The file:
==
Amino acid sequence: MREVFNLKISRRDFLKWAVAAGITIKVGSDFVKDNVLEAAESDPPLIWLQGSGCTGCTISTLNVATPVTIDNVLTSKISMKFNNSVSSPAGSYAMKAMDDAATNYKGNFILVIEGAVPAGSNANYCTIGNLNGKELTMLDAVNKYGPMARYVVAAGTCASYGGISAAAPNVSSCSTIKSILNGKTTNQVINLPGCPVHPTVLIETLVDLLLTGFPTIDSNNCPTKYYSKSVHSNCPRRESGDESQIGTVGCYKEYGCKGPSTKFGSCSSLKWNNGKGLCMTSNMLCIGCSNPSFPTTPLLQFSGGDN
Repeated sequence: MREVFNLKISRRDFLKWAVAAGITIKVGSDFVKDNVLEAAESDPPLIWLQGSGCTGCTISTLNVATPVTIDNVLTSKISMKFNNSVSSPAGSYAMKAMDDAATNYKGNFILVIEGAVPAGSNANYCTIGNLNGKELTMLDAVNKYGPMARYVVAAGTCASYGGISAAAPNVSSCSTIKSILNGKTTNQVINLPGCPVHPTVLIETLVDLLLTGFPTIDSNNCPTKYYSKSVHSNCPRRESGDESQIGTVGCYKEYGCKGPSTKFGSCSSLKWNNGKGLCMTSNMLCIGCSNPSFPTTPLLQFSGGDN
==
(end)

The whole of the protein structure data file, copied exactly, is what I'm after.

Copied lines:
Amino acid sequence: MREVFNLKISRRDFLKWAVAAGITIKVGSDFVKDNVLEAAESDPPLIWLQGSGCTGCTISTLNVATPVTIDNVLTSKISMKFNNSVSSPAGSYAMKAMDDAATNYKGNFILVIEGAVPAGSNANYCTIGNLNGKELTMLDAVNKYGPMARYVVAAGTCASYGGISAAAPNVSSCSTIKSILNGKTTNQVINLPGCPVHPTVLIETLVDLLLTGFPTIDSNNCPTKYYSKSVHSNCPRRESGDESQIGTVGCYKEYGCKGPSTKFGSCSSLKWNNGKGLCMTSNMLCIGCSNPSFPTTPLLQFSGGDN
Repeated sequence: MREVFNLKISRRDFLKWAVAAGITIKVGSDFVKDNVLEAAESDPPLIWLQGSGCTGCTISTLNVATPVTIDNVLTSKISMKFNNSVSSPAGSYAMKAMDDAATNYKGNFILVIEGAVPAGSNANYCTIGNLNGKELTMLDAVNKYGPMARYVVAAGTCASYGGISAAAPNVSSCSTIKSILNGKTTNQVINLPGCPVHPTVLIETLVDLLLTGFPTIDSNNCPTKYYSKSVHSNCPRRESGDESQIGTVGCYKEYGCKGPSTKFGSCSSLKWNNGKGLCMTSNMLCIGCSNPSFPTTPLLQFSGGDN